2. “I am a general (or pediatric) surgeon, not a plastic or cosmetic surgeon.”
  3. “People should “get a life”, “move on” and be grateful for the scar that is part of their survival.”
  4. “PS surgery is really minor compared with many other conditions which need infant surgery.  The same is true of the scar, even if it’s not pretty.”

Having written this blog, let me add that it seems that many people who have had PS or other infant surgery are able to ignore or forget they have had it.  They tell us they have not been affected by the trauma that can and does accompany early surgery for some of us.  They would also have a more confident and extroverted nature and/or have profited from excellent parenting that has helped them to understand, accept, embrace and even feel pride about their story and its “lifeline”.

My word to people who would like to know whether scar revision is a good idea for them?

  • Damage from surgery cannot be totally eliminated, and in many cases these scars are hard to improve upon.
  • In cases where weight reduction is a factor, many abdominal scars can be removed together with other excess tissue, and the scar from this surgery can indeed look better than the present appearance. It can often be well hidden at the lower part of the abdomen.
  • When the scar from the incision has widened due to poor healing or when it is has become sunken, it can often be improved by good cosmetic surgery.
  • Keloid scarring is usually better left alone.
  • Before you consult a doctor, do your homework: read, discuss, interact and perhaps message others who have had scar reduction done.  Facebook and websites like MedHelp and Topix have many comments of good value.  Contact me if you cannot find these.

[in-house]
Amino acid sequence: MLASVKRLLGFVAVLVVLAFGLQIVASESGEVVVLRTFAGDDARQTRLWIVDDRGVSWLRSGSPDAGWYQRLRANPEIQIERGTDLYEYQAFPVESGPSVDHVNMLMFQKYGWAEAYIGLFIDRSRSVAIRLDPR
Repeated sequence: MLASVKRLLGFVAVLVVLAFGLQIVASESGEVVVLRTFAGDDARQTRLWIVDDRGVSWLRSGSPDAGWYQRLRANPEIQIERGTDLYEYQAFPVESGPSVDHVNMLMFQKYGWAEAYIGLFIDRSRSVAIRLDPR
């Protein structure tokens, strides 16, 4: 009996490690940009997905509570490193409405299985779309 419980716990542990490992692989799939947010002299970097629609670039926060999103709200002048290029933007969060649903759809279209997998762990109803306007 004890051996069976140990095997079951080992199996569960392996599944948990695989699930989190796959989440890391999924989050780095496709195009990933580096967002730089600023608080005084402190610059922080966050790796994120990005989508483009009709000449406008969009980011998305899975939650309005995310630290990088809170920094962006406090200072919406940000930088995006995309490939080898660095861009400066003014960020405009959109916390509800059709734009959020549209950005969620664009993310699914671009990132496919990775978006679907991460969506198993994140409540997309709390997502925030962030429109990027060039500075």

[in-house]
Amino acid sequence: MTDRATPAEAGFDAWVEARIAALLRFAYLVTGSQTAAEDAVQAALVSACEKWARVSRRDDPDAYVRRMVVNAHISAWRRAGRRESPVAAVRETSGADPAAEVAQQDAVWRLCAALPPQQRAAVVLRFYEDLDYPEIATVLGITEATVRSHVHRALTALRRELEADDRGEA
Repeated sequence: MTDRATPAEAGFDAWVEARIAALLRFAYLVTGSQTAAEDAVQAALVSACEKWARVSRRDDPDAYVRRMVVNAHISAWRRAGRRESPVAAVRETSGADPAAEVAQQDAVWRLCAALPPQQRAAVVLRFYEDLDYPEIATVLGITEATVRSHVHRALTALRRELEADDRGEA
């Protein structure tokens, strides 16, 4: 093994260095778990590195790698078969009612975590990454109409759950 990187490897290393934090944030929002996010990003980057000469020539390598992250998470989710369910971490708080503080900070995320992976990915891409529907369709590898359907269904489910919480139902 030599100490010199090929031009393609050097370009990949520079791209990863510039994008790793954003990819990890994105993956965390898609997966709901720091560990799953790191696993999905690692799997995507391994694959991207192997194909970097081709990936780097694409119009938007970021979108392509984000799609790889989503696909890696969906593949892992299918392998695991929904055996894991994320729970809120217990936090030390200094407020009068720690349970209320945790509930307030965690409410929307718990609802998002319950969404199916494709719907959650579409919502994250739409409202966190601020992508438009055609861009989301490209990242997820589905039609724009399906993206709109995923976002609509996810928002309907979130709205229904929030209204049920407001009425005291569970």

• If your doctor or specialist dismisses your request or inquiry without giving satisfying answers to your informed questions, consider getting a second opinion, or just look for a better doctor.

If you have questions, stories or comments on this subject, please post and discuss them here or at one of the other addresses I have mentioned.  This is not an issue for everyone, but it is for some and it’s worth airing.

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10 thoughts on “Scar revision after infant surgery

  1. Helen,

    Thank you so much for this. I had PS surgery in 1985 as a severely premature baby. The scar from this (just below my ribs, and adhered to the muscle behind) is really indented, and I dream of one day having a smoother, more symmetrical abdomen. This is a great article, thank you – it’s lovely to know I’m not the only one who feels like this about my scar. I’m going to be looking in to scar revision in the coming months. I’ve had opposition from my parents in the past, especially my mum, who says my scar is ‘part of me’. I agree, and it will always be there, but I just want to to be smoother and less indented.